NYC subway threat: Obviously hindsight is always better and now, given a week and a half to interrogate the Iraqi individual who provided the information, the tentative assessment now is that he was a "hoaxster." An instant judgment had to be made eight days ago based on very limited intelligence, and the assessment was made to raise the subway alert. The new head of DNI, John Negroponte, and his office is supposed to make the assessment. But it's a difficult call, because they get raw intelligence. They get a transcript and somebody's report of an interrogation and saying that this guy passed certain parts of a polygraph and has made certain statements in the past that have proven true, and other parts have not proven true. But in the end, the mayor said correctly that if he's going to err, he's going to err on the side of caution. I think the only question right now is whether in fact there was enough due diligence done on the source itself at the time that he was arrested.
Earthquake: I have not heard whether the earthquake actually hit or impacted Osama bin Laden. It's probably going to be impossible to find out with any certainty whether it forced him or any of his comrades out. I suspect that he has plenty of contingency plans for any type of scenario that would force him out of his current hideout. Also, there were very few forces looking for him to begin with. Now with this destruction and the inability to traverse the area, there is almost no one who is going to be able to look for him and try to exploit the opportunity that might arise.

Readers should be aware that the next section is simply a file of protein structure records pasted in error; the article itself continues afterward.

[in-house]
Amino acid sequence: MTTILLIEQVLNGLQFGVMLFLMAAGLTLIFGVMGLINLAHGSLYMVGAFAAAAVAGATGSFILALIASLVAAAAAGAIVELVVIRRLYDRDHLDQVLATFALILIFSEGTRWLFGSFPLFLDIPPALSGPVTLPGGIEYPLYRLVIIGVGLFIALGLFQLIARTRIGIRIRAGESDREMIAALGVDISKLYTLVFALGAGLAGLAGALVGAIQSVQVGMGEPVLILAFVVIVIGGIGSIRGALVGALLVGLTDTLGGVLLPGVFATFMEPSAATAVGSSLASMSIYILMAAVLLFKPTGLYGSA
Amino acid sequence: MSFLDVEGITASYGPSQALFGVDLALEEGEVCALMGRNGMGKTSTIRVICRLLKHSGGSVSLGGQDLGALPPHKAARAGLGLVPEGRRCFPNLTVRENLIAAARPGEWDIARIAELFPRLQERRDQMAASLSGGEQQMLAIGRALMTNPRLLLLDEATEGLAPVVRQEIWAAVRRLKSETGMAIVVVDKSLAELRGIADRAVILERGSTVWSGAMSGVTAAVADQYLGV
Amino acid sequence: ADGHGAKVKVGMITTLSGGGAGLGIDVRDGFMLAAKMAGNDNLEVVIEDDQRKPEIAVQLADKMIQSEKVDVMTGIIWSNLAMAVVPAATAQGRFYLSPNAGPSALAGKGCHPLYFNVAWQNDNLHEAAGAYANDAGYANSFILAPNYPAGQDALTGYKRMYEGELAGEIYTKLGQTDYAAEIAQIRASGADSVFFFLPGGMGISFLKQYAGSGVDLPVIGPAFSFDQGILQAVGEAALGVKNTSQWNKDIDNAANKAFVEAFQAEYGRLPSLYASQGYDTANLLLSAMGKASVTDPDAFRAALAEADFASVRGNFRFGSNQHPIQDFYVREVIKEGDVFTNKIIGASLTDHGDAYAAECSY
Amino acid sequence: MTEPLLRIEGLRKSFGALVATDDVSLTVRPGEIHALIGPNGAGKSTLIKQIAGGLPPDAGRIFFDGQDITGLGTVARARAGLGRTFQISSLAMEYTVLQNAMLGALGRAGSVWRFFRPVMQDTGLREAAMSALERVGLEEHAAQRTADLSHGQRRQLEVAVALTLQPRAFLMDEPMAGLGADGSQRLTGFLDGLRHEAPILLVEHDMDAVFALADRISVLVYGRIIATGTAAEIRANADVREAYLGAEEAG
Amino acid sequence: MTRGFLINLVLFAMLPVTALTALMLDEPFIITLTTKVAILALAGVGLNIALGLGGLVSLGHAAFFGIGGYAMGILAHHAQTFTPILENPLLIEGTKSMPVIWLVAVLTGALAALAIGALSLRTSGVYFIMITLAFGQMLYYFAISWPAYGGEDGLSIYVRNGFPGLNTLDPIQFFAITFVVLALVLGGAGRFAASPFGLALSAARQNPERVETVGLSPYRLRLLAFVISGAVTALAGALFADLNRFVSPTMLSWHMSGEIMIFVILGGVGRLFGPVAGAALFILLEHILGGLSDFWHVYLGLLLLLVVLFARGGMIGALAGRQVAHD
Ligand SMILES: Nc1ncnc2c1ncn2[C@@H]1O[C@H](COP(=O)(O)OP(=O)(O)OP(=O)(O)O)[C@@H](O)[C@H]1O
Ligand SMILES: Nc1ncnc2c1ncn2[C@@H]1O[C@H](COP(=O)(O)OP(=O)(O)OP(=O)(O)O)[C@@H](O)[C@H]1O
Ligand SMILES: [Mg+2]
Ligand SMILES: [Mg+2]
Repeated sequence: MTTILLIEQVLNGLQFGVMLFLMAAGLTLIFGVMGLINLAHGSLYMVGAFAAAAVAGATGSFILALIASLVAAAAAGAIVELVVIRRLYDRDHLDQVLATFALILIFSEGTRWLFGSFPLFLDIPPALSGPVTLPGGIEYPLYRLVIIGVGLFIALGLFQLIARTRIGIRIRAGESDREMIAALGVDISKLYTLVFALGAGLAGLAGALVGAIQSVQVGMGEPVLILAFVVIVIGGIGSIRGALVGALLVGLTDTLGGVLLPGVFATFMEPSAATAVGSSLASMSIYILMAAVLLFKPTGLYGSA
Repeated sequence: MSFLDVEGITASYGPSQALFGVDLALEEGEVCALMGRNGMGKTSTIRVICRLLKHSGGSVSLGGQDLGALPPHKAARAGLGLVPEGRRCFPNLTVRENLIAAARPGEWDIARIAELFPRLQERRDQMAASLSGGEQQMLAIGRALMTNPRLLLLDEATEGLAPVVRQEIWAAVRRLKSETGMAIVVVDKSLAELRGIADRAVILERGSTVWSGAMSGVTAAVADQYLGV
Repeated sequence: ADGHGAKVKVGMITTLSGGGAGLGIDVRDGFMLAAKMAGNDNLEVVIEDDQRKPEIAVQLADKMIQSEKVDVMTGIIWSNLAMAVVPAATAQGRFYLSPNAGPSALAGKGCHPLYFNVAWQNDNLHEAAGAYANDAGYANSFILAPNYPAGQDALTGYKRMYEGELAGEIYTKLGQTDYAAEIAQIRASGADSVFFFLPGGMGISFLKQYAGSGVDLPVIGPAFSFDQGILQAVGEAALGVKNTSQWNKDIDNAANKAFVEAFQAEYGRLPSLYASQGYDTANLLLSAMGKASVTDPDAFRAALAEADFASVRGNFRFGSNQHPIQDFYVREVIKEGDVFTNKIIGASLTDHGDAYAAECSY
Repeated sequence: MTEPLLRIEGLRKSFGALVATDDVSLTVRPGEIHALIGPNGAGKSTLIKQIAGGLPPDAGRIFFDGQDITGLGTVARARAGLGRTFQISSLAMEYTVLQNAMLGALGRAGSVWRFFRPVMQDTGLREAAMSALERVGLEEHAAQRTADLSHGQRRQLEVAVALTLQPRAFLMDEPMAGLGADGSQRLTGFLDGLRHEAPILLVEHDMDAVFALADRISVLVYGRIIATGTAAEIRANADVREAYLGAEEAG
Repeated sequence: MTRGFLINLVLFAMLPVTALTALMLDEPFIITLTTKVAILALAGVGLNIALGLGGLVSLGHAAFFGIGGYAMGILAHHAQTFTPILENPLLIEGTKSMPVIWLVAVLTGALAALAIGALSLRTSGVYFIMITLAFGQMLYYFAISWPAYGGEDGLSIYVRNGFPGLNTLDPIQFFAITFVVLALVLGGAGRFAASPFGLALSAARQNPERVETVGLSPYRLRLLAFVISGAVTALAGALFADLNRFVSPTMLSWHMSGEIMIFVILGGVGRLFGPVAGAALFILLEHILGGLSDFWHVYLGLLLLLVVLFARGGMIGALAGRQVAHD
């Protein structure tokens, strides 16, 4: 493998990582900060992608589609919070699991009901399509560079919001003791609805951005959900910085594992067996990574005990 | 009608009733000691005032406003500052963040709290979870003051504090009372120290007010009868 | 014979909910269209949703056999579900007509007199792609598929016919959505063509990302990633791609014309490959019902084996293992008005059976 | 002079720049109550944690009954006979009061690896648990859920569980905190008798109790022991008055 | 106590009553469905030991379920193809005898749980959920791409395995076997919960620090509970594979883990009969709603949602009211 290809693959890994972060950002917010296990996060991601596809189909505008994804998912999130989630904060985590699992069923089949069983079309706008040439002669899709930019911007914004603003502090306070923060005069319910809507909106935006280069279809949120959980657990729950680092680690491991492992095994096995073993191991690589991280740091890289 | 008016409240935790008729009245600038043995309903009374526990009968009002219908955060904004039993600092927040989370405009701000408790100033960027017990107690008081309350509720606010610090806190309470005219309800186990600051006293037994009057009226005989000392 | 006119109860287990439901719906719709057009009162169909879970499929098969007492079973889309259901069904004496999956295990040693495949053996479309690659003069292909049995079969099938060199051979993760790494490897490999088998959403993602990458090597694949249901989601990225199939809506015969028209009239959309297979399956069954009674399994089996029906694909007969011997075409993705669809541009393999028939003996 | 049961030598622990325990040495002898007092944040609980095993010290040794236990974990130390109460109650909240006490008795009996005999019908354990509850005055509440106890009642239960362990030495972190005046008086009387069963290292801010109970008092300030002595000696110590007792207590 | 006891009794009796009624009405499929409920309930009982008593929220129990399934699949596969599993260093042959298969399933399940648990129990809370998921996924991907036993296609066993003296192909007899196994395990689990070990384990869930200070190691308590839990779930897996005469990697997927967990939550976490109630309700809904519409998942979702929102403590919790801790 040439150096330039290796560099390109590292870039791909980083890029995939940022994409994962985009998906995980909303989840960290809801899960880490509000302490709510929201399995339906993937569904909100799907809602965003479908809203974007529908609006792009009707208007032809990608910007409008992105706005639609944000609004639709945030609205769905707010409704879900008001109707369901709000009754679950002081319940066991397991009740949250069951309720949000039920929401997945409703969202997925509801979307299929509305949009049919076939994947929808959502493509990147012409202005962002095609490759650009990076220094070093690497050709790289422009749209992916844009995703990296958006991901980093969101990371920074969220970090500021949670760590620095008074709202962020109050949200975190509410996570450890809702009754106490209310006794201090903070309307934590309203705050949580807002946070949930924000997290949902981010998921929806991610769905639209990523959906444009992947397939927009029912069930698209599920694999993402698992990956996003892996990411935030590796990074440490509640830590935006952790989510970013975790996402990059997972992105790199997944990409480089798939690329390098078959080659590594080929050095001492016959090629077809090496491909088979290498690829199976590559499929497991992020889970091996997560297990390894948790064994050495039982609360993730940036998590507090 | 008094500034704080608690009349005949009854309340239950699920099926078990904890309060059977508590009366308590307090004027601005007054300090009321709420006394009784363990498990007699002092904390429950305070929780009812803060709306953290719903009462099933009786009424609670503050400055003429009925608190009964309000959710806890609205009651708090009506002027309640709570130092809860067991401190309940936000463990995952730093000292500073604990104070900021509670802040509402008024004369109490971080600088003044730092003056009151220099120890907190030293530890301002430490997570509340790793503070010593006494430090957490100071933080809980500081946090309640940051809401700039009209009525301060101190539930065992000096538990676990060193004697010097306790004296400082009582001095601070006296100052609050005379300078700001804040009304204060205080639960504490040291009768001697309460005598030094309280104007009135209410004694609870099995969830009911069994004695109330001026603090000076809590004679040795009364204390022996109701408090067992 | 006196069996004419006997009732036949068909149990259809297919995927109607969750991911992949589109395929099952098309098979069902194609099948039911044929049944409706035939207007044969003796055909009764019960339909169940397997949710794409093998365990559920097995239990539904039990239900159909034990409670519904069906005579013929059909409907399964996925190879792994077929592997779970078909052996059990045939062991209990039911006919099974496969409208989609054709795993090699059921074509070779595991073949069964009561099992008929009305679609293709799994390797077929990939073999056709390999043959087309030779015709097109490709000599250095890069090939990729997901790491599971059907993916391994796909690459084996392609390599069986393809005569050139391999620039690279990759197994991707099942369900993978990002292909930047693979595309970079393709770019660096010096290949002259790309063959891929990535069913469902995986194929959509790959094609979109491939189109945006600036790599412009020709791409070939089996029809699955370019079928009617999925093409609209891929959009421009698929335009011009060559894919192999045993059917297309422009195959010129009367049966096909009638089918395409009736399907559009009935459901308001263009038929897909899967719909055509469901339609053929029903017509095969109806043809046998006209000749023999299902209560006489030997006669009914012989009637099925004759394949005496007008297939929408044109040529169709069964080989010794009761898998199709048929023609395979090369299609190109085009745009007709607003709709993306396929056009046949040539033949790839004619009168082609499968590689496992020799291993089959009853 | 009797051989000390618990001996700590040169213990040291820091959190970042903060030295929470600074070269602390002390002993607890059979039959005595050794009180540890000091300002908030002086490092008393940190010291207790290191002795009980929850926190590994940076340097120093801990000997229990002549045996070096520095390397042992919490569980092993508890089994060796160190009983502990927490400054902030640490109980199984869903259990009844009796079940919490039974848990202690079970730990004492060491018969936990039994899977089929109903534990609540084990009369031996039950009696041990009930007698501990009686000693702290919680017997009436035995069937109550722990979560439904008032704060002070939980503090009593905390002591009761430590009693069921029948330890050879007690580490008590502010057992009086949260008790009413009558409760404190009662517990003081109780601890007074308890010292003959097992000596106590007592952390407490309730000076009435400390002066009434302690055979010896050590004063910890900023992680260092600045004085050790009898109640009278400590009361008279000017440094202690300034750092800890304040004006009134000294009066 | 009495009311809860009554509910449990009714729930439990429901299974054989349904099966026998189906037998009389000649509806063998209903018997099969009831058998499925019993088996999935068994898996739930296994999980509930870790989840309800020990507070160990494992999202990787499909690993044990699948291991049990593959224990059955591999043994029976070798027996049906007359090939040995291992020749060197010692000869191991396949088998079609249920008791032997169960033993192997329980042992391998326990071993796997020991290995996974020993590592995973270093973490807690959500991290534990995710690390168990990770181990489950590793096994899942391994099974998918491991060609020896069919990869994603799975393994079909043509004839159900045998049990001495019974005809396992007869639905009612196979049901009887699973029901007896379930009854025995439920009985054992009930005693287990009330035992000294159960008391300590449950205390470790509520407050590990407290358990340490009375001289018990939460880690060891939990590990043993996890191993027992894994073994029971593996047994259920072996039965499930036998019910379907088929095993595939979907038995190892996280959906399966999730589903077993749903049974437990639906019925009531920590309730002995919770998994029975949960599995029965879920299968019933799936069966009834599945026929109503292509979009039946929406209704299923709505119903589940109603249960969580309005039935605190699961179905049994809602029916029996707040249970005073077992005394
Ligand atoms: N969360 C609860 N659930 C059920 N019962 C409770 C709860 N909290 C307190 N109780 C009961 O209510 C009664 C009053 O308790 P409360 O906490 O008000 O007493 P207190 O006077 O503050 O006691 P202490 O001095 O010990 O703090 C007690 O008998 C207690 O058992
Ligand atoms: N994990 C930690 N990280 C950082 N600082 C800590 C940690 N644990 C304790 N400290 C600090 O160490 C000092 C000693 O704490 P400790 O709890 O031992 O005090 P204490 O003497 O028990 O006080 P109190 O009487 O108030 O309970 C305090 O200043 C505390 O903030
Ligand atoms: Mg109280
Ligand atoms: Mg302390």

In previous situations where there have been calamities that hit - in the areas of the Middle East or Southeast Asia - where the governments have not rapidly responded, radical Islamic groups have been able to exploit it. They claim, somehow, that the catastrophes are driven or carried out secretly by the United States or Israel, believe it or not, as they claimed in the tsunami disaster. The radical groups are able to fill the void in the way of providing humanitarian rescue services. So it could adversely impact us there. Our rapid relief response certainly reflects well on us, but the question is how it is perceived. In the end, we can't control the way they portray us in the region.
We would hope that we would see Saudi Arabia, United Arab Emirates, Qatar and other oil-producing regimes pick up a lot of the effort here in terms of providing the main bulk of money. Because this is in their back yard and this is a Muslim country that is in need. I would like to see them help out.
The al Qaeda internet advertising story is also an interesting story. Now, they are putting the ads out only for their video production and media center, which is different, obviously, than the operations center. But it suggests that they are not having the easiest time recruiting talented experts in their area and that they need to get new resumes. It's like any organization. The only question is whether this opens them up to some type of vulnerability, where U.S. and other intelligence agencies could manage to insert people into their organizations. There is an opportunity here.
Cross-posted at Counterterrorism Blog.